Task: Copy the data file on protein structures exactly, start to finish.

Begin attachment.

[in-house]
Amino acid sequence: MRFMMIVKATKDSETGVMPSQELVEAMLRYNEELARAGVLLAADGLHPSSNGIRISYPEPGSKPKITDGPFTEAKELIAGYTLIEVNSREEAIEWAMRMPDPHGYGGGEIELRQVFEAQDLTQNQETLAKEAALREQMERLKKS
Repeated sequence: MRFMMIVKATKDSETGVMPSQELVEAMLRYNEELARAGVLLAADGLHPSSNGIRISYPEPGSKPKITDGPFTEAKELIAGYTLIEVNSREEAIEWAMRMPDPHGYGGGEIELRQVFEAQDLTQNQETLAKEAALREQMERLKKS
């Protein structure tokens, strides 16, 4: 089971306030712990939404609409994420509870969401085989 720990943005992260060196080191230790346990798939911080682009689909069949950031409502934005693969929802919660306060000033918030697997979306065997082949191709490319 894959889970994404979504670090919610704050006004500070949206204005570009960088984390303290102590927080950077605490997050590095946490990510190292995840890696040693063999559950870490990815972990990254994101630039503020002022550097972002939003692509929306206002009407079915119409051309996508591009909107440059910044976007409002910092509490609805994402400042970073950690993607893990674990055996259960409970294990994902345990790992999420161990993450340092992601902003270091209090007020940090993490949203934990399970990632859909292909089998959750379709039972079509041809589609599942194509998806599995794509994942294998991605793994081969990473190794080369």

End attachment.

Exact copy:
[in-house]
Amino acid sequence: MRFMMIVKATKDSETGVMPSQELVEAMLRYNEELARAGVLLAADGLHPSSNGIRISYPEPGSKPKITDGPFTEAKELIAGYTLIEVNSREEAIEWAMRMPDPHGYGGGEIELRQVFEAQDLTQNQETLAKEAALREQMERLKKS
Repeated sequence: MRFMMIVKATKDSETGVMPSQELVEAMLRYNEELARAGVLLAADGLHPSSNGIRISYPEPGSKPKITDGPFTEAKELIAGYTLIEVNSREEAIEWAMRMPDPHGYGGGEIELRQVFEAQDLTQNQETLAKEAALREQMERLKKS
């Protein structure tokens, strides 16, 4: 089971306030712990939404609409994420509870969401085989 720990943005992260060196080191230790346990798939911080682009689909069949950031409502934005693969929802919660306060000033918030697997979306065997082949191709490319 894959889970994404979504670090919610704050006004500070949206204005570009960088984390303290102590927080950077605490997050590095946490990510190292995840890696040693063999559950870490990815972990990254994101630039503020002022550097972002939003692509929306206002009407079915119409051309996508591009909107440059910044976007409002910092509490609805994402400042970073950690993607893990674990055996259960409970294990994902345990790992999420161990993450340092992601902003270091209090007020940090993490949203934990399970990632859909292909089998959750379709039972079509041809589609599942194509998806599995794509994942294998991605793994081969990473190794080369």